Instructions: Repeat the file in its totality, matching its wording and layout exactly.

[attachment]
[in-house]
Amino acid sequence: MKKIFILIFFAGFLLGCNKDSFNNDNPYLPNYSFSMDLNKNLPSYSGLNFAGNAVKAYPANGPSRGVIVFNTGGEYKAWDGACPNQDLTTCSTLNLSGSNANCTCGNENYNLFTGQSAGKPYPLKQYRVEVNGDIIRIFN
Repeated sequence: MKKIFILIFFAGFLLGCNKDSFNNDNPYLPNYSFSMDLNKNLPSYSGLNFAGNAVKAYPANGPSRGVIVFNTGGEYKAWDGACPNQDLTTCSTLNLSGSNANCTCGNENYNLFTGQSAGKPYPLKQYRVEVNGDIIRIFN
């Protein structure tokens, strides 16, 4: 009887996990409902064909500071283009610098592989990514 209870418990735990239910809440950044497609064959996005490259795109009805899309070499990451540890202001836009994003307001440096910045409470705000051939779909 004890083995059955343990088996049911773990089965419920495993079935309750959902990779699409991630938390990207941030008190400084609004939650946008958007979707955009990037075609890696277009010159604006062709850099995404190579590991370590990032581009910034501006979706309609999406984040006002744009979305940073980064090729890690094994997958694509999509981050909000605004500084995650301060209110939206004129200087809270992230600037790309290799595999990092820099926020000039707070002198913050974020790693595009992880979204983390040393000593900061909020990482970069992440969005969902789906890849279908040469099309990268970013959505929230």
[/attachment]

[in-house]
Amino acid sequence: MKKIFILIFFAGFLLGCNKDSFNNDNPYLPNYSFSMDLNKNLPSYSGLNFAGNAVKAYPANGPSRGVIVFNTGGEYKAWDGACPNQDLTTCSTLNLSGSNANCTCGNENYNLFTGQSAGKPYPLKQYRVEVNGDIIRIFN
Repeated sequence: MKKIFILIFFAGFLLGCNKDSFNNDNPYLPNYSFSMDLNKNLPSYSGLNFAGNAVKAYPANGPSRGVIVFNTGGEYKAWDGACPNQDLTTCSTLNLSGSNANCTCGNENYNLFTGQSAGKPYPLKQYRVEVNGDIIRIFN
């Protein structure tokens, strides 16, 4: 009887996990409902064909500071283009610098592989990514 209870418990735990239910809440950044497609064959996005490259795109009805899309070499990451540890202001836009994003307001440096910045409470705000051939779909 004890083995059955343990088996049911773990089965419920495993079935309750959902990779699409991630938390990207941030008190400084609004939650946008958007979707955009990037075609890696277009010159604006062709850099995404190579590991370590990032581009910034501006979706309609999406984040006002744009979305940073980064090729890690094994997958694509999509981050909000605004500084995650301060209110939206004129200087809270992230600037790309290799595999990092820099926020000039707070002198913050974020790693595009992880979204983390040393000593900061909020990482970069992440969005969902789906890849279908040469099309990268970013959505929230």